Archive for the 'Postcard' Category

Published by Diana on 08 Jun 2010

Oil Spill ticker

Published by Diana on 04 Dec 2009

Pretty Pictures

The New York Times published a wonderful slide show of science photos. Check it out here: Science in Pictures: Jellyfish Venom and Tick Saliva.

Published by Diana on 20 Nov 2009

Galileo’s middle finger

Galileo Galilei, the famous astronomer who “”perhaps more than any other single person, was responsible for the birth of modern science” (according to Stephen Hawking, who should know, being a physicist himself) died in 1642, while under house arrest near Florence, Italy. (He was put under house arrest by the Catholic Church, which then ruled what later become Italy, because he believed in a sun-centered Solar System, which was considered heresy at the time.)

95 years after his death, his body was moved to Florence to a special tomb near Michelangelo’s, in Florence. At that time, a tooth, his right thumb, and his right middle finger were kept by an admirer, and the relics were passed down through the family.

But now they’ve been given to the Museum of the History of Science in Florence and will soon be on display there. This is true. Read about it here: Galileo’s fingers, tooth are found.

Published by Diana on 18 Nov 2009

“Everyone talks about the weather but no one does anything about it….”*

Ben Franklin, an astute observer of the weather, believed that the settling of North America had changed the weather: “cleared land absorbs more heat and melts snow quicker.” He also thought that volcanoes led to cool weather. In both of these observations, he has been proven to be correct.

In today’s New York Times, this article: Ben Franklin on Global Warming talks about the writings of our founding fathers on weather and climate.

*Quotation from Mark Twain

Published by Diana on 12 Nov 2009

Oceans of Trash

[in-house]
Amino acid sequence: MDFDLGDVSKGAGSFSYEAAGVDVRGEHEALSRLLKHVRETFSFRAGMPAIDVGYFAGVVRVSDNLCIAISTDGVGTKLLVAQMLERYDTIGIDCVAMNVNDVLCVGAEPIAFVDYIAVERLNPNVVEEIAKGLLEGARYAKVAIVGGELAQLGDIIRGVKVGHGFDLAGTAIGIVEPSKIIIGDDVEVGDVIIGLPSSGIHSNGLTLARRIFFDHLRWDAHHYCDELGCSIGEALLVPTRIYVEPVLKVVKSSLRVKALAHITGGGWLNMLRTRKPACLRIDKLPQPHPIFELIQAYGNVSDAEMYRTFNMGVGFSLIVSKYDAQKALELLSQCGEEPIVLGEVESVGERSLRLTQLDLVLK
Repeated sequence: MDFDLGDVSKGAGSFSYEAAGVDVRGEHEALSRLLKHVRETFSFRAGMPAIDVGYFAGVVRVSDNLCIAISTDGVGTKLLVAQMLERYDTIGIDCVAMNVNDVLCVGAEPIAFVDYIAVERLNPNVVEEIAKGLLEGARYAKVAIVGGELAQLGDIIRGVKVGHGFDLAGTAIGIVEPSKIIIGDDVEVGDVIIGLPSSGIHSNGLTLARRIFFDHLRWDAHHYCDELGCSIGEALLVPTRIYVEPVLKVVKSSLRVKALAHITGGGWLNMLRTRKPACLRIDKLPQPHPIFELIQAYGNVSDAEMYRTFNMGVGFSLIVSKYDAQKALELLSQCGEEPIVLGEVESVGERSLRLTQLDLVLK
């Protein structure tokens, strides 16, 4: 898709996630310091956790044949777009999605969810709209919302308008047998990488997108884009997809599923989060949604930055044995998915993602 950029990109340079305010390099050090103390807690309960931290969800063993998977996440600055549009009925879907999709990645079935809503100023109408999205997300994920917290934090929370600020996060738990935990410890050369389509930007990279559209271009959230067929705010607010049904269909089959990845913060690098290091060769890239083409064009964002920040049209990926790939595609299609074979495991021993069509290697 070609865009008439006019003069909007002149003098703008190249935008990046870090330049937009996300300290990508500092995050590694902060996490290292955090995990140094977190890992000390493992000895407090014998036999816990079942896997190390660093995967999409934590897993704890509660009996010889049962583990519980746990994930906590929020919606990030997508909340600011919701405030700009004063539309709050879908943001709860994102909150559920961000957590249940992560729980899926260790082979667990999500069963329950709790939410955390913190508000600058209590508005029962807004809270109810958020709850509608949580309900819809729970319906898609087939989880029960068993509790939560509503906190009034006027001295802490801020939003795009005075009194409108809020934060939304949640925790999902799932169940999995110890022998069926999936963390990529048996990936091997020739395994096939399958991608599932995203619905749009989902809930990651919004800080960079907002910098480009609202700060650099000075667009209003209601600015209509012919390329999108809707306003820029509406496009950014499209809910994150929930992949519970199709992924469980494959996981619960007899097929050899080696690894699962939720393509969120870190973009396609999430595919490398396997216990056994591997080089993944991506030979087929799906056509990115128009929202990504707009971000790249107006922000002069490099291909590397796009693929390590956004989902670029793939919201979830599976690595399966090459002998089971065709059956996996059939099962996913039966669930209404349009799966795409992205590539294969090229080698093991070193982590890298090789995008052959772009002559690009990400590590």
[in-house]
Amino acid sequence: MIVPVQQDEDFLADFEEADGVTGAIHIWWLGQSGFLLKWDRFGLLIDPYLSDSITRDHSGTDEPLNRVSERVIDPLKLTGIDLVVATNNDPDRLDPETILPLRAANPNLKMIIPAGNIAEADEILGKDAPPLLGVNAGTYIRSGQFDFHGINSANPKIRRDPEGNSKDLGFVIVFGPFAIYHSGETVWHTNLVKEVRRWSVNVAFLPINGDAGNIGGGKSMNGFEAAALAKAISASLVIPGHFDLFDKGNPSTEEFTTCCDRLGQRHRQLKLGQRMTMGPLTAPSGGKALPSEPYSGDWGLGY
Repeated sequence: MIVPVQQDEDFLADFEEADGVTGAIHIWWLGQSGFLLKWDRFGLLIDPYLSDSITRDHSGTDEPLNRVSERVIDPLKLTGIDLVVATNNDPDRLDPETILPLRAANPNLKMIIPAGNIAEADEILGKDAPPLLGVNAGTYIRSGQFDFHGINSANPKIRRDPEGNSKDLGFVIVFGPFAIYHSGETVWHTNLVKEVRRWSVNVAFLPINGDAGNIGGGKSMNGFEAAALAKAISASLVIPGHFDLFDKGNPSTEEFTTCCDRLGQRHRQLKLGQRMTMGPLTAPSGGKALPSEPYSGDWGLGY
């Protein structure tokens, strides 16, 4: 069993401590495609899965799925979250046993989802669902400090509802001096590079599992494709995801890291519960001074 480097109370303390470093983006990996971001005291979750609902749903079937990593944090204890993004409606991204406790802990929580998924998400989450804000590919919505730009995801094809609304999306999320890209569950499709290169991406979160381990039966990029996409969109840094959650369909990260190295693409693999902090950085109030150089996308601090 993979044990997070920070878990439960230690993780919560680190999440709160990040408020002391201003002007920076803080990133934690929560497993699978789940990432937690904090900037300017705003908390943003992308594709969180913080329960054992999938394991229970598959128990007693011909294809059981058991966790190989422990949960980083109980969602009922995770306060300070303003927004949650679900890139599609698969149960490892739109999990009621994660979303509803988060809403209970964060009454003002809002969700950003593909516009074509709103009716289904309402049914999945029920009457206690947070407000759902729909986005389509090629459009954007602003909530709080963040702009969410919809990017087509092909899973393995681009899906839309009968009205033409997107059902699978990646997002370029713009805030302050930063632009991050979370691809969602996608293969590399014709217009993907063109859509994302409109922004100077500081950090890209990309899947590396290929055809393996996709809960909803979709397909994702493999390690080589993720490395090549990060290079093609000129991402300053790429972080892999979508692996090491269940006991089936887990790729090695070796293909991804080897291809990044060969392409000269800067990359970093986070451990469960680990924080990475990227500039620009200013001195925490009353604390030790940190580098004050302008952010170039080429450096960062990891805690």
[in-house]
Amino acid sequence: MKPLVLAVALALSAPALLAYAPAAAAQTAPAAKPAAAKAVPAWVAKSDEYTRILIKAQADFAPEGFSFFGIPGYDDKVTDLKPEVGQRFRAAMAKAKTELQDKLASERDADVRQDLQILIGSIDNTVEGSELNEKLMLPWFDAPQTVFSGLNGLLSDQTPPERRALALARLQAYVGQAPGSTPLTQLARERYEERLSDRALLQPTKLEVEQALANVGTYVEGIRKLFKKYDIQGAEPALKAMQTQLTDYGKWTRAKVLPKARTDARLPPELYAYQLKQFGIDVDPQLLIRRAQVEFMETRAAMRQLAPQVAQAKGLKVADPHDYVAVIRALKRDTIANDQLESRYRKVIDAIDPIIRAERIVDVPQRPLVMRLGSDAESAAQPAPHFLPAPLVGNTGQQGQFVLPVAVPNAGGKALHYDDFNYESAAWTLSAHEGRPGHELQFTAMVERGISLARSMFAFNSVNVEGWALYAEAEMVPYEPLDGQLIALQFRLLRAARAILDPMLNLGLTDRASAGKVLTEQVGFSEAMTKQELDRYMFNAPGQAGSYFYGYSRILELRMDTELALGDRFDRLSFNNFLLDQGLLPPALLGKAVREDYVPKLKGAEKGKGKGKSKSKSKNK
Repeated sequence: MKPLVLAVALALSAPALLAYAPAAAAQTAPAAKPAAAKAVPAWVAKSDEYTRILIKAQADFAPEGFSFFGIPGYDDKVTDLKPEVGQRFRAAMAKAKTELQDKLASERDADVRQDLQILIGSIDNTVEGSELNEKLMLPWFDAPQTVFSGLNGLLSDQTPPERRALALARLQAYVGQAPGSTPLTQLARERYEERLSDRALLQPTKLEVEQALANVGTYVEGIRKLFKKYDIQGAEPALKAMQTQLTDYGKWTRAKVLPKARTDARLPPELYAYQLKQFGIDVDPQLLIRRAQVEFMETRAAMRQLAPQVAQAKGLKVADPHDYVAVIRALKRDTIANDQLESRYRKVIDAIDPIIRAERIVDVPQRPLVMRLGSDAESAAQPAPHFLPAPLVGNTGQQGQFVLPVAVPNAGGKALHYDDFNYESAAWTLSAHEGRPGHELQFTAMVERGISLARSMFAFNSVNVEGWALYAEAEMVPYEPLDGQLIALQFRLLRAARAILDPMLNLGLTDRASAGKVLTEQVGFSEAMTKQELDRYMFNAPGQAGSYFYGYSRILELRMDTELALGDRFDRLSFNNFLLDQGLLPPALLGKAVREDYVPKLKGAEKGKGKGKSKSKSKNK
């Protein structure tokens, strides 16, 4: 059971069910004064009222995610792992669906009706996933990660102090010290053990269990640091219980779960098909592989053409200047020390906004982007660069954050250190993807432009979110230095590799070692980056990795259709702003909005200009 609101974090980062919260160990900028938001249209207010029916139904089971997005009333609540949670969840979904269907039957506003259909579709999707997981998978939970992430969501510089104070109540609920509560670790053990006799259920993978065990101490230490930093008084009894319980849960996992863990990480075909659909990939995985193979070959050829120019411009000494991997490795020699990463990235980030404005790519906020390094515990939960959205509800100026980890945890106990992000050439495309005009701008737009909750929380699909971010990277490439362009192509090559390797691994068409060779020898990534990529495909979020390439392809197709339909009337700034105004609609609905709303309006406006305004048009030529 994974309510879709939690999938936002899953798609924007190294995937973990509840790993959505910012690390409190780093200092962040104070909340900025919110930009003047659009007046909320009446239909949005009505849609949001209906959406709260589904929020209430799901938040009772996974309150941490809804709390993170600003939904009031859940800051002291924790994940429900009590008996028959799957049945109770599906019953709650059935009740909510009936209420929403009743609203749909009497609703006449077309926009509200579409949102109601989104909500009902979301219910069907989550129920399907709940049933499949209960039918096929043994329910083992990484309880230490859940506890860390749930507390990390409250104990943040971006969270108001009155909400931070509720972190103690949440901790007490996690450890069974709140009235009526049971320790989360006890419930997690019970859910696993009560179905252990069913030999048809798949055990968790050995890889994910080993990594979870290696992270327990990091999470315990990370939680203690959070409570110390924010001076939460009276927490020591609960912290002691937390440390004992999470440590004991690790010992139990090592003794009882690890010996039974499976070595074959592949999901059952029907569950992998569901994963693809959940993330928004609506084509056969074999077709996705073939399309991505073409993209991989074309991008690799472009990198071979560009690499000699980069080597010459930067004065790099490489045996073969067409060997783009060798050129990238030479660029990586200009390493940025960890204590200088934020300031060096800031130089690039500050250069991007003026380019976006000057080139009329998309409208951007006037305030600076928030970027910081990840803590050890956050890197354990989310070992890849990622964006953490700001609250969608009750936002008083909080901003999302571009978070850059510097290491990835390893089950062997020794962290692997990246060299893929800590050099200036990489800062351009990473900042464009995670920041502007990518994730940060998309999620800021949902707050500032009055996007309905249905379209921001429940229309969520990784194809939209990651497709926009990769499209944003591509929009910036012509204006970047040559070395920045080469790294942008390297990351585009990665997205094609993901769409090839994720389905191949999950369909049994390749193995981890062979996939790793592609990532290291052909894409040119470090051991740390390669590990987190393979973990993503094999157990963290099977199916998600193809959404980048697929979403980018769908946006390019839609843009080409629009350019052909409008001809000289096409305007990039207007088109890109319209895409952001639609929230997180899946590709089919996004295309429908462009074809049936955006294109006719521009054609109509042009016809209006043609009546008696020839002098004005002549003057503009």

There is a garbage patch in the middle of the Pacific Ocean, and it’s getting bigger and bigger. Made of little pieces of plastic, it’s created by the currents in the Pacific sweeping the plastic into one area. You can read more about it here: Afloat in the Ocean, Expanding Islands of Trash.

Published by Diana on 22 Jul 2009

Not quite as good as being there… but good, nonetheless

A few videos of the total solar eclipse in Japan and India yesterday:

Japanese eclipse video

BBC News video on the eclipse

Published by Diana on 27 May 2009

Food that doesn’t come from far away uses less fuel…

I’ve spent the last few days working with my daughter to get the vegetable garden in. She talked me into planting beets and butternut squash, and of course I planted tomatoes. Tomatoes you grow yourself taste way better than tomatoes that you buy.

I grow my own garden for purely selfish reasons–I really prefer the taste of home-grown food–but my daughter cares a lot about reducing her carbon footprint. She points out that organic garden recycles nutrients back into the soil and doesn’t require fuel to make or deliver fertilizer. The food I grow doesn’t have to be trucked anywhere. I don’t think it’s possible to use less fuel than it takes to walk into the back yard to pick tomatoes. And I’m certainly not going to use fuel to refrigerate it before I eat it–although my daughter plans to can the extra tomatoes this year, which would require some fuel.

Of course, if you really want to impact the carbon dioxide level, you need to grow trees, because trees store carbon for many years (the wood of a tree represents stored carbon). According to this article: Planting Trees to Reduce Your Carbon Footprint all you have to do is plant seven trees a year to neutralize your carbon footprint. I may be a few trees behind.

Published by Diana on 05 Jun 2008

Postcard from Australia

Australia’s Kangaroos

Published by Diana on 02 Apr 2008

Las Vegas

I spent the weekend in Las Vegas. I enjoy the heck out of Las Vegas, but… it really is a flaring example of profligate use of natural resources. Whenever I’m there I always see a dark vision of its potential future.

Bellagio Fountain with Lights

When I’m watching the amazing fountains at the Bellagio, I find myself thinking: “we’re in a desert and they’re wasting a LOT of water to evaporation.” And then I start thinking more.

I see Las Vegas a hundred years from now, the luxury hotels still standing–but deserted, empty, no water, desperate people using them as apartments, trashing one and moving to the next, the gorgeous stone floors broken. The amazing fountains are empty and dry. The Wynn’s waterfalls dry and the concrete decaying. The golf courses are sand traps and dunes.

Desert Springs Preserve

This is the Desert Springs Preserve. A hundred years ago, this was a spring, with fresh water. It dried up–too many people taking water uphill from it–in the 1950s. The city of Las Vegas grew up around the spring, around the source of fresh water, and now it’s a preserve, protected against future development, an oasis of true desert in the urban sprawl of Las Vegas.

And a vision of the future.

Published by Diana on 01 Jan 2008

Happy New Year!

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